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Eduqas GCSE History Component 2: Studies in Breadth
- Written examinations: 2 hours (comprising two papers of 45 minutes for the Period Study and one hour fifteen minutes for the Thematic Study)
- 50% of qualification 100 marks (plus 4 marks for spelling, punctuation and grammar and use of specialist terms)
Learners study one Period Study and one Thematic Study, from eight options in total. This component focuses study on substantial and coherent medium and long timescales. Studies in Breadth will provide learners with the opportunity to study history over longer timescales and consequently understand the changing nature of developments and issues associated with particular periods and geographical contexts.
Studies in Breadth will also allow learners to understand change and continuity and similarity and difference across long sweeps of history, as well as the most significant characteristics of different ages. Studies in Breadth will focus study on different historical eras and different geographical contexts.
This component encourages learners to develop an understanding of second order historical concepts in particular, including continuity, change, cause, consequence, significance and similarity and difference.
Learners are required to study one option from 2A-2D and one option from 2E-2H.
Due to content overlap candidates are not permitted to combine the following options: 1D and 2D; 1G and 2B; and 1H and 2A. See Appendix A from the Eduqas specification for a list of all permitted combinations of options.
Curriculum for 2A. The Development of the USA, 1929-2000
- This option focuses in depth on the turning points that have affected the development o the USA from the early 20th century to the Millennium. Through the selected themes, students will be able to discuss the developments, events and personalities which have shaped the recent history of America.
- Themes span major political, social, cultural and economic influences that affected the lives of Americans including the impact of WWII on the American economy, periods of boom and bust, the Wall Street Crash and subsequent Great Depression, issues of Civil Rights and the changing roles of women in society, the rise and threat of Communism, the Cold War, U.S. involvement in Vietnam and the Middle East, as well as America’s hand in pursuing world peace since the 1970s.
- Candidates should be able to map and discuss the circumstances that led to the Wall Street Crash and the consequences of market collapse during the Great Depression. Students should be able to critically analyse the policies implemented to stimulate the economy and promote jobs.
- Candidates will be required to compare and contrast the years of economic struggle in Europe compared to the affluence experienced in America after WWII, how consumerism and hire-purchase facilitated economic growth, as well as the policies that American presidents enacted to fuel growth in the economy.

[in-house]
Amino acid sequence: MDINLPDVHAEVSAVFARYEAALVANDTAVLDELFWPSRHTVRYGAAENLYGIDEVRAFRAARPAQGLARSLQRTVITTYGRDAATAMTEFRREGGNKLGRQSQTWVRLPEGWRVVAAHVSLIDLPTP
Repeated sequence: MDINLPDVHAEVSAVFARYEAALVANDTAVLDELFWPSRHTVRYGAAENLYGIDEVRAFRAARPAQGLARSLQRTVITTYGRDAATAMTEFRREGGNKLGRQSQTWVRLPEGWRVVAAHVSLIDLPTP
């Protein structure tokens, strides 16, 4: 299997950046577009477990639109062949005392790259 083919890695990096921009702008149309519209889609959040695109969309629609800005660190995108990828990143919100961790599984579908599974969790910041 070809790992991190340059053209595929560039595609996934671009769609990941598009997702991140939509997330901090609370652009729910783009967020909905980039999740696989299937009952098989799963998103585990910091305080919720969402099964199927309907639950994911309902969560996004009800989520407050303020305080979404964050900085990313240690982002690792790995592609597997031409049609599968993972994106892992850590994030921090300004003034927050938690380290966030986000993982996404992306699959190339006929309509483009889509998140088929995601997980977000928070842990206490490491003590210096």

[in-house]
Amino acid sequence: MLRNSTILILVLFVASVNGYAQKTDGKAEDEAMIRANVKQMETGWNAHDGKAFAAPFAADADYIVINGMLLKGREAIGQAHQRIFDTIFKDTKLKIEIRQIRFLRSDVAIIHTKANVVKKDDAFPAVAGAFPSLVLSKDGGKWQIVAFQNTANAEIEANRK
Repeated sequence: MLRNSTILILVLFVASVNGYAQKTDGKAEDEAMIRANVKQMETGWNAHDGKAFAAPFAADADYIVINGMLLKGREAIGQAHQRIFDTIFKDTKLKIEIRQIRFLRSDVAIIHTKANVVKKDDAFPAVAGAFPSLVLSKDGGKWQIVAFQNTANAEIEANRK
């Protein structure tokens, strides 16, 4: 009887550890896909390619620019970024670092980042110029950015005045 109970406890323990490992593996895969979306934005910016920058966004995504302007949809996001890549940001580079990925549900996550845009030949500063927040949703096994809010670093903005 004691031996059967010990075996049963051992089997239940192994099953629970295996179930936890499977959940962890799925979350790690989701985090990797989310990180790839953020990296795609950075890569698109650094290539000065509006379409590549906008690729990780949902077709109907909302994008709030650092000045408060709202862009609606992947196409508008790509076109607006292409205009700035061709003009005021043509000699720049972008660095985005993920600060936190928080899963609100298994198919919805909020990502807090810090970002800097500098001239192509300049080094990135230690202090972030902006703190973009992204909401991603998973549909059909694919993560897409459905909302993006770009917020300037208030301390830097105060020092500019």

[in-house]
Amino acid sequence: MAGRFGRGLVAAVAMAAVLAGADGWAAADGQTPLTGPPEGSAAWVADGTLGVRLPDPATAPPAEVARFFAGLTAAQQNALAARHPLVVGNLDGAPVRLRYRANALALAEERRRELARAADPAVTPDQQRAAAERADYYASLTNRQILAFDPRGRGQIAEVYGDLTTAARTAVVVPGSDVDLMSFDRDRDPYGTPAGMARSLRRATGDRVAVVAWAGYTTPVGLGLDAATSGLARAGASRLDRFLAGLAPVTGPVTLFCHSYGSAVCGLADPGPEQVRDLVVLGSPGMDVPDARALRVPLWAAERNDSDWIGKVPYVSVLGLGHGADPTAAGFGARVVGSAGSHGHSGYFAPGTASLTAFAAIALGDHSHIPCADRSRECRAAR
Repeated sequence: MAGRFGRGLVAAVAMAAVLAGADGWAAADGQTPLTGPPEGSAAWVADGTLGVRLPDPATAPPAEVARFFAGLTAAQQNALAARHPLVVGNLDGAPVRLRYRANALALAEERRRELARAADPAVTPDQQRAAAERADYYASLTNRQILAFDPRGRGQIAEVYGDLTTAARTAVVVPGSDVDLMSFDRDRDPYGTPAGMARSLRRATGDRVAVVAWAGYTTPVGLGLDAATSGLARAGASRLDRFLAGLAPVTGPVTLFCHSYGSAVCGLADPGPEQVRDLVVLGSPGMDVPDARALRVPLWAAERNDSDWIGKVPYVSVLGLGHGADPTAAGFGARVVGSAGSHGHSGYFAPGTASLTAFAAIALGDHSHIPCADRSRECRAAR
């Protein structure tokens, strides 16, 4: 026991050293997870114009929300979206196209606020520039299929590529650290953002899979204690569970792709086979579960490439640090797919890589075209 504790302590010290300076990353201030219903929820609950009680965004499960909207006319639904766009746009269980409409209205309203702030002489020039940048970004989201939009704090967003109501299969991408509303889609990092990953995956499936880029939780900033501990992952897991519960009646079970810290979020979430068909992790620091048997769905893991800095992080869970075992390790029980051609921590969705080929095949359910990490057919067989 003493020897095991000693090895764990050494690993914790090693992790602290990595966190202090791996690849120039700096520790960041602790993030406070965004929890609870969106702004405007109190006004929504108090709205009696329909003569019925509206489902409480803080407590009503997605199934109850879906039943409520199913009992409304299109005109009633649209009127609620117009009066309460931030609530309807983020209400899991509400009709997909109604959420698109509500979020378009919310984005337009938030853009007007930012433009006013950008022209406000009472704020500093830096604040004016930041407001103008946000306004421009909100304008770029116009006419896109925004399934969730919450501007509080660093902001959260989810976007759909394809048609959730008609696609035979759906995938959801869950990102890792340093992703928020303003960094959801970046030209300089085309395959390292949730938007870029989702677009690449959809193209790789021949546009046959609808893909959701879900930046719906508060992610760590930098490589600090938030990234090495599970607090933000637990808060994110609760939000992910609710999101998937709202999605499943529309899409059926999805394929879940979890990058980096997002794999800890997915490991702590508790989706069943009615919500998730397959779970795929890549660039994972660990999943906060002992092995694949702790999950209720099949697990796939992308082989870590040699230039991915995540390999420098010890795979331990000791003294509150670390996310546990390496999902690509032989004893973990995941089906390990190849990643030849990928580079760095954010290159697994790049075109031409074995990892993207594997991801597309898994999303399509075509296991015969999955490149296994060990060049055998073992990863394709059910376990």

- Candidates should be able to identify and discuss the conflicting ideologies of democracy and Communism in order to elaborate on the emergence of the Cold War and the rivalry between the USSR and the U.S.
- Candidates should understand the changing social landscape in terms of the demand by African-Americans for equal rights under the law, key court cases and influential figures in the Civil Rights Movement.
- Candidates must also be able to link changes to popular entertainment including film, music and literature with social and cultural changes in America, and be able to cite examples.
- Students should be able to form well-reasoned judgements based on historical facts, while also including issues of the wider historical debate of how and why America changed in the way it did under a number of presidents.
- They should also address the key issues in each topic area using a range of historical sources.
- The required content in italics shows which key features and characteristics of the period must be studied.
Key Questions and required content
Economic downturn and recovery
How was the U.S. affected by the Great Depression between 1929 and 1945?
Required content: The impact of the Wall St. Crash; Republican attempts to deal with the crisis; life during the Depression; Roosevelt and the New Deal.
The economic impact of WWII and post-war developments
How had the economy of the USA changed by the 1960s?
Required content: Industrial output; post-war affluence; consumerism and suburbanisation; ‘poverty amidst plenty’.
The issue of Civil Rights, 1941-1970
Why was it difficult for African-Americans to gain equal rights between 1941-1970?
Required content: The contribution of Africa-Americans to the war effort; the issue of education – Brown vs Topeka Board of Education; Little Rock High; Montgomery Bus Boycott; the roles of Martin Luther King, Jr. and Malcolm X; Civil Rights legislation.
Political Change between 1960-2000
What were the main political developments in the USA between 1960-2000?
Required content: The domestic policies of Kennedy; Nixon and Watergate; the Reagan Years; changes under Bush Senior and Clinton.
Social Change, 1950-2000
How did American society change between 1950 and 2000?
Required content: Changes in music, entertainment, media and literature; changes in youth culture and student protest; the changing role of women.
Cold War Rivalry
Why did relations between the ISA and the USSR deteriorate between 1945 and 1973?
Required content: The Truman Doctrine and containment of Communism; Berlin Crisis 1948-49; Cuban Missile Crisis; U.S. involvement in Vietnam.
The Search for World Peace Since 1970
What has been the USA’s role in the search for peace since 1970?
Required content: Détente and attempts to limit arms; changing relations with China; changing U.S. relations with the USSR; the fall of Communism and the end of the Cold War; U.S. involvement in Iran, Iraq and the Gulf War.